Los Angeles, know thyself

Honoring the rich history and bright future of gliding at Dockweiler Beach

Los Angeles, know thyself

Postby JoeF » Tue Aug 11, 2015 2:25 pm

Aviation has been kind to Los Angeles' economy. Aviation forms part of the fabric of life in Los Angeles. Very many L. A. citizens depend on airports, pilots, and aviation industries in Los Angeles. Keen insight would reveal that hang gliding roots and supports all that aviation dynamic. It would be wise for Los Angeles to support hang gliding very pointedly. One way Los Angeles could support hang gliding (birthplace of pilots, aviation workers, airplane designers, etc.) would be to treat hang gliding at least as equitably as walking, running, jumping, bicycling, skating, umbrella using, kiteboarding, surfing, hiking, building sand castles, swimming, etc. Neglect of equitable treatment of something that has so very blessed Los Angeles and continues to bless Los Angeles may amount to some kind of crime against the people of Los Angeles. The simplistic ban against hang gliding at coastal berms and slopes except by forcing a licensed operator with inequitable insurance requirements was a mistake and deep slap at what makes up Los Angeles' strong asset: people who wish to fly and do so, a habit that colors their professional lives of service within Los Angeles. Los Angeles can add to its greatness by severely modifying its stance about hang gliding and move to provide equitable space and place for hang gliding without overburdening the activity to any level of impossibility. To all the people of Los Angeles: Wake up and be all you can be; you can fly, yes you can! Just do it! Know your history, where you come from, and where you are going. Hang gliding should be openly supported by the broad public. May at least Dockweiler live on for hang gliding; but more, Los Angeles, open up even more place for hang gliding. Free and equitably treated as other recreation activities! Be wise and stay in the aviation culture. Find your strength, Los Angeles, and let it fly.
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Re: Los Angeles, know thyself

Postby Frank Colver » Tue Aug 11, 2015 8:31 pm

:clap: You should send that excellent piece to the LA County Board of Supervisors. :clap:

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Re: Los Angeles, know thyself

Postby Bob Kuczewski » Tue Aug 11, 2015 10:43 pm

I agree. Joe's words were deeply inspired.

It's not too often that I pick up the phone to compliment someone on their post. I did that today!!!

:clap: :clap: :clap: :clap: :clap: :clap: :clap: :clap: :clap: :clap:
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Re: Los Angeles, know thyself

Postby JoeF » Wed Aug 12, 2015 9:51 am

fcolver wrote::clap: You should send that excellent piece to the LA County Board of Supervisors. :clap:

Frank


Thanks, Frank and BobK.

I just sent the paragraph to the Los Angeles Board of Supervisors.

Best,
Joe F
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Re: Los Angeles, know thyself

Postby Frank Colver » Wed Aug 12, 2015 3:21 pm

Wonderful!!!! :clap: :clap: :clap: :clap: :clap: :clap:

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Re: Los Angeles, know thyself

Postby JoeF » Wed Aug 12, 2015 9:50 pm

The reply, so far:

ExecutiveOffice ExecutiveOffice@bos.lacounty.gov via upperwindpower.com
4:36 PM (5 hours ago)

to Joe
Thank you for contacting the County of Los Angeles Board of Supervisors.   In response, the following e-mail has been forwarded to each Supervisorial District.  


From: joefaust333@gmail.com [mailto:joefaust333@gmail.com] On Behalf Of Joe Faust
Sent: Wednesday, August 12, 2015 9:50 AM
To: Executive Office
Subject: Preserving Los Angeles' best:

I am not a political person and am 73 yr old in a month. So, please help extend this message to appropriate eyes and ears; thank you in advance for your help on this. There is looming a great loss to the Los Angeles County:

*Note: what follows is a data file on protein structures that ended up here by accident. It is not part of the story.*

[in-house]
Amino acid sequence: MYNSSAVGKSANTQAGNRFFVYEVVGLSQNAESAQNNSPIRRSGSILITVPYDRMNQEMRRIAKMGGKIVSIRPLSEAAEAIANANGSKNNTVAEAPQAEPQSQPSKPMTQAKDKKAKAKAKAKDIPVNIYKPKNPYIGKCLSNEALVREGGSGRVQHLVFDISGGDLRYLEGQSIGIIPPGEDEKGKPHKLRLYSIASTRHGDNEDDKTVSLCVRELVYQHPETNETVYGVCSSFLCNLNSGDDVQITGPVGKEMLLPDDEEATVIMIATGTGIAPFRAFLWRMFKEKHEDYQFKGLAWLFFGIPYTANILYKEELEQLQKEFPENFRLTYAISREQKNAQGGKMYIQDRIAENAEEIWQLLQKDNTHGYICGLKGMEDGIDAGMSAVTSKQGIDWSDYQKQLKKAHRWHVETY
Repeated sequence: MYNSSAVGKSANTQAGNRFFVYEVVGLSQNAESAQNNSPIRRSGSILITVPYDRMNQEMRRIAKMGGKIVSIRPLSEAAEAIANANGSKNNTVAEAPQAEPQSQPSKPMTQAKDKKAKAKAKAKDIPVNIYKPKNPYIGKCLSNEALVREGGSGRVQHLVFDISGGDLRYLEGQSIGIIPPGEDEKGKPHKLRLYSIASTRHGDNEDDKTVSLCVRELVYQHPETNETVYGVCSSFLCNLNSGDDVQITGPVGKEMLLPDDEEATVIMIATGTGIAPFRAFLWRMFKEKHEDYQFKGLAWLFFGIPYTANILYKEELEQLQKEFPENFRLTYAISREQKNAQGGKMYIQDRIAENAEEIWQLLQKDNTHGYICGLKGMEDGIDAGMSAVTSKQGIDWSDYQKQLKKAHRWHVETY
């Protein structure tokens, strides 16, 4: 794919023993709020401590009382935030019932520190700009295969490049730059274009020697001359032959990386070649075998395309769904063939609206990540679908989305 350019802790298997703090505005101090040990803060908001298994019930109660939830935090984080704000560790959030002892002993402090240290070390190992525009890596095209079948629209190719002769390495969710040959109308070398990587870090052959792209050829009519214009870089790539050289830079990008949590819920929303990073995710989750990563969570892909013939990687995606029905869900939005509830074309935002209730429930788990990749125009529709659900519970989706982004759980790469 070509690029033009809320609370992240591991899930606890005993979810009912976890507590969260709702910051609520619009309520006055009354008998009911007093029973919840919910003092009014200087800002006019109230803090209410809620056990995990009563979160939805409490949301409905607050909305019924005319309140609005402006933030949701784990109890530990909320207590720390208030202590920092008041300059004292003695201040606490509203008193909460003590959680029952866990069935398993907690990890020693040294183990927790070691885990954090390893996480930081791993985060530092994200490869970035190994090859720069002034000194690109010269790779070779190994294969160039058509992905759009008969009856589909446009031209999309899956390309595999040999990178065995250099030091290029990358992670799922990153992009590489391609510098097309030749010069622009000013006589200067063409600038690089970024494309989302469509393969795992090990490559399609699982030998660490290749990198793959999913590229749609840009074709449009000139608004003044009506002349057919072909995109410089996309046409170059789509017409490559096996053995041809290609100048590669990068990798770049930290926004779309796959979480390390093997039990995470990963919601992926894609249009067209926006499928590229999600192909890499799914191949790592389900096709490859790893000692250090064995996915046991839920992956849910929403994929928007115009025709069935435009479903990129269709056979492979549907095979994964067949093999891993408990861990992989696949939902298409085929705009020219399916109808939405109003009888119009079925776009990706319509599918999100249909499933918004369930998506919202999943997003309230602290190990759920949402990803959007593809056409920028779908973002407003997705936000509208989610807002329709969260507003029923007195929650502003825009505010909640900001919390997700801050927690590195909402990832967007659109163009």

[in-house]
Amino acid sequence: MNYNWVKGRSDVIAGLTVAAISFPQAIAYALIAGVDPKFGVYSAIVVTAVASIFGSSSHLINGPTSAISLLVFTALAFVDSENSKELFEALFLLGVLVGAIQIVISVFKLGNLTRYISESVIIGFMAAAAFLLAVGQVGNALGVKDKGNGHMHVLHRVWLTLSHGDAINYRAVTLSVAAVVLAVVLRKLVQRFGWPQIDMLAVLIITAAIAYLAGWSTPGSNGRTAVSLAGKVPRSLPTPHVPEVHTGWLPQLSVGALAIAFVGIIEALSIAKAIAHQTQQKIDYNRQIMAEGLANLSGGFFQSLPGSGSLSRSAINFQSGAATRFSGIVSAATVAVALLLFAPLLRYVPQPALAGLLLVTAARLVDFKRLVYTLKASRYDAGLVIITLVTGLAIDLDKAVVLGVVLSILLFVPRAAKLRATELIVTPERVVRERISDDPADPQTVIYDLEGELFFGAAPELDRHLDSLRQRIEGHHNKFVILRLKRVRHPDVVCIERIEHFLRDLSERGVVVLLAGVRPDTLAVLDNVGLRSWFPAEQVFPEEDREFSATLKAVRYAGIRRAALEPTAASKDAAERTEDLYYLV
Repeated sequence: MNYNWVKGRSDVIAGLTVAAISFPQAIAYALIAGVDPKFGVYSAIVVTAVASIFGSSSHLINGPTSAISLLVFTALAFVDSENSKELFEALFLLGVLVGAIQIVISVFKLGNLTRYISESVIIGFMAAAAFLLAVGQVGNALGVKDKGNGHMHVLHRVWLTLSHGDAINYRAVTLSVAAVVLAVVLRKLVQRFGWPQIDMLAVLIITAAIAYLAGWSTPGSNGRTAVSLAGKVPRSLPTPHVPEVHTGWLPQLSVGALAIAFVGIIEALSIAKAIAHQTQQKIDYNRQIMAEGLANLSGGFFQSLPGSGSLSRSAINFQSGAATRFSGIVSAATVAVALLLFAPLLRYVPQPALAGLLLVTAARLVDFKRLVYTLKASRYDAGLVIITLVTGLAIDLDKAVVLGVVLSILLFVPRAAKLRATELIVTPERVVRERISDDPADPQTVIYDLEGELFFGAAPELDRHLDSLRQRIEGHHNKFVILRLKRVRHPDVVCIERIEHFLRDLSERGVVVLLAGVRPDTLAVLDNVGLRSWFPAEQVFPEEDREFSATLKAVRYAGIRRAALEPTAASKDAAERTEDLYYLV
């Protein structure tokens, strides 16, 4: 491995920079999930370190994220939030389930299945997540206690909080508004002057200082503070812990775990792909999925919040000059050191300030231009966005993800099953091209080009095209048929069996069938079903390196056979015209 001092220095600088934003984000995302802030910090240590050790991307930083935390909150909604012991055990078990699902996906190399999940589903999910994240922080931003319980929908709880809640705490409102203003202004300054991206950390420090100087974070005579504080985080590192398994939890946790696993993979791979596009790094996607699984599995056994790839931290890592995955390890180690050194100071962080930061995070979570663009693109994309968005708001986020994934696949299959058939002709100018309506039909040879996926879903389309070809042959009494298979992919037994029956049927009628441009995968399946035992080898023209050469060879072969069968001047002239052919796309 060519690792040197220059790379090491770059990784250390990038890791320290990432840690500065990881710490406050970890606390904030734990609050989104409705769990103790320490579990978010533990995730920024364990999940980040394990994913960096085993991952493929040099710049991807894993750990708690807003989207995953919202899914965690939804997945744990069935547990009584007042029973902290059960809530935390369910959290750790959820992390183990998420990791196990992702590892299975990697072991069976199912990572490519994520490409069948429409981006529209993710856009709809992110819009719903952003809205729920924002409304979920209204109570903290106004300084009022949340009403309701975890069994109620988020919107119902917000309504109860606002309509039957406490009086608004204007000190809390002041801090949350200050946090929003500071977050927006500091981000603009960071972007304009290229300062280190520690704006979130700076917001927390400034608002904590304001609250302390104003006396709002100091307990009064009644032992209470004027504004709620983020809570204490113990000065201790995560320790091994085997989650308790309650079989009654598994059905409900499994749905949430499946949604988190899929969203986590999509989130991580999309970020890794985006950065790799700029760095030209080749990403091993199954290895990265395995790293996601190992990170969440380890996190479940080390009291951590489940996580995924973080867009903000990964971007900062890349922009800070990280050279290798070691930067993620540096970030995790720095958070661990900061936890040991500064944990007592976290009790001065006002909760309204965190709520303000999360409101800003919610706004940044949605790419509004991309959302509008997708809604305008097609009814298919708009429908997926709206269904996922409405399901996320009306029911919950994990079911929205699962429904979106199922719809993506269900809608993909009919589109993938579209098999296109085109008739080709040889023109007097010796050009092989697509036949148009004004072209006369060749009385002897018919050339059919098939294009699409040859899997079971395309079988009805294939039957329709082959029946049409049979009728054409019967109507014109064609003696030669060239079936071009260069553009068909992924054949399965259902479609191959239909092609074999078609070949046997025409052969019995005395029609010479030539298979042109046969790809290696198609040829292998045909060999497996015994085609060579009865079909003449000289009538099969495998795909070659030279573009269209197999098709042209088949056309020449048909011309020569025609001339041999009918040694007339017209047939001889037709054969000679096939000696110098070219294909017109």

Here is my best:
· ·
Los Angeles, know thyself
Post by JoeF » Tue Aug 11, 2015 2:25 pm
Aviation has been kind to Los Angeles' economy. Aviation forms part of the fabric of life in Los Angeles. Very many L. A. citizens depend on airports, pilots, and aviation industries in Los Angeles. Keen insight would reveal that hang gliding roots and supports all that aviation dynamic. It would be wise for Los Angeles to support hang gliding very pointedly. One way Los Angeles could support hang gliding (birthplace of pilots, aviation workers, airplane designers, etc.) would be to treat hang gliding at least as equitably as walking, running, jumping, bicycling, skating, umbrella using, kiteboarding, surfing, hiking, building sand castles, swimming, etc. Neglect of equitable treatment of something that has so very blessed Los Angeles and continues to bless Los Angeles may amount to some kind of crime against the people of Los Angeles. The simplistic ban against hang gliding at coastal berms and slopes except by forcing a licensed operator with inequitable insurance requirements was a mistake and deep slap at what makes up Los Angeles' strong asset: people who wish to fly and do so, a habit that colors their professional lives of service within Los Angeles. Los Angeles can add to its greatness by severely modifying its stance about hang gliding and move to provide equitable space and place for hang gliding without overburdening the activity to any level of impossibility. To all the people of Los Angeles: Wake up and be all you can be; you can fly, yes you can! Just do it! Know your history, where you come from, and where you are going. Hang gliding should be openly supported by the broad public. May at least Dockweiler live on for hang gliding; but more, Los Angeles, open up even more place for hang gliding. Free and equitably treated as other recreation activities! Be wise and stay in the aviation culture. Find your strength, Los Angeles, and let it fly.

~ Joe Faust
Los Angeles County
Join a National Hang Gliding Organization: US Hawks at ushawks.org

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Re: Los Angeles, know thyself

Postby Frank Colver » Thu Aug 13, 2015 9:47 am

VERY GOOD, Joe :!:

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Re: Los Angeles, know thyself

Postby wingspan33 » Fri Aug 14, 2015 10:14 am

Your comments are great Joe! And it would be nice to know how each L A City leader who reads it responds. Do all, some, or any of them even know about Windsports' insurance problem? Has the issue been presented to them at a previous LA City meeting?